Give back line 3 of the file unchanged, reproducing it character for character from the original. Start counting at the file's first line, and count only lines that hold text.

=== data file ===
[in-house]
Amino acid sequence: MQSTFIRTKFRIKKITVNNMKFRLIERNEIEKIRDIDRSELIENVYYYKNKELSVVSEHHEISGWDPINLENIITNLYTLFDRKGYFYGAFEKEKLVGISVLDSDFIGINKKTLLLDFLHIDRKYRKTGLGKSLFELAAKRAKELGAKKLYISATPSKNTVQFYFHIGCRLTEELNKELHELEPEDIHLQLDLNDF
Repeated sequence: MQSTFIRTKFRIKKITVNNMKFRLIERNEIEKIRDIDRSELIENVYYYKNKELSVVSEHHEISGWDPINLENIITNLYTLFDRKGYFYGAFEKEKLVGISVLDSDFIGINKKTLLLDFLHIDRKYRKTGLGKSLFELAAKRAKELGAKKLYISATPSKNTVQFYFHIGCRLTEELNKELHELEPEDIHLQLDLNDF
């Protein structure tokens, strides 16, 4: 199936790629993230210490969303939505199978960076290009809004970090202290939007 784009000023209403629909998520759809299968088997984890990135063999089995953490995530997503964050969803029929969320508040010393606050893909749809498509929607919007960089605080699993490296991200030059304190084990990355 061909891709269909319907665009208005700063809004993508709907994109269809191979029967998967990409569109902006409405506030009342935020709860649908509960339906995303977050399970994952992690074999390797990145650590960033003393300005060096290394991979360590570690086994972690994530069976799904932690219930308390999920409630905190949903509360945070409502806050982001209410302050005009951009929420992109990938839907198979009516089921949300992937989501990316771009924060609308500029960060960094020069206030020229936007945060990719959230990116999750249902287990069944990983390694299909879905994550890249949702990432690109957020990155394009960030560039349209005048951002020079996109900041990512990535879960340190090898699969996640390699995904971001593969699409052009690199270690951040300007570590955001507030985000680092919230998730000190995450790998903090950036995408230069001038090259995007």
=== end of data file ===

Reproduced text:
Repeated sequence: MQSTFIRTKFRIKKITVNNMKFRLIERNEIEKIRDIDRSELIENVYYYKNKELSVVSEHHEISGWDPINLENIITNLYTLFDRKGYFYGAFEKEKLVGISVLDSDFIGINKKTLLLDFLHIDRKYRKTGLGKSLFELAAKRAKELGAKKLYISATPSKNTVQFYFHIGCRLTEELNKELHELEPEDIHLQLDLNDF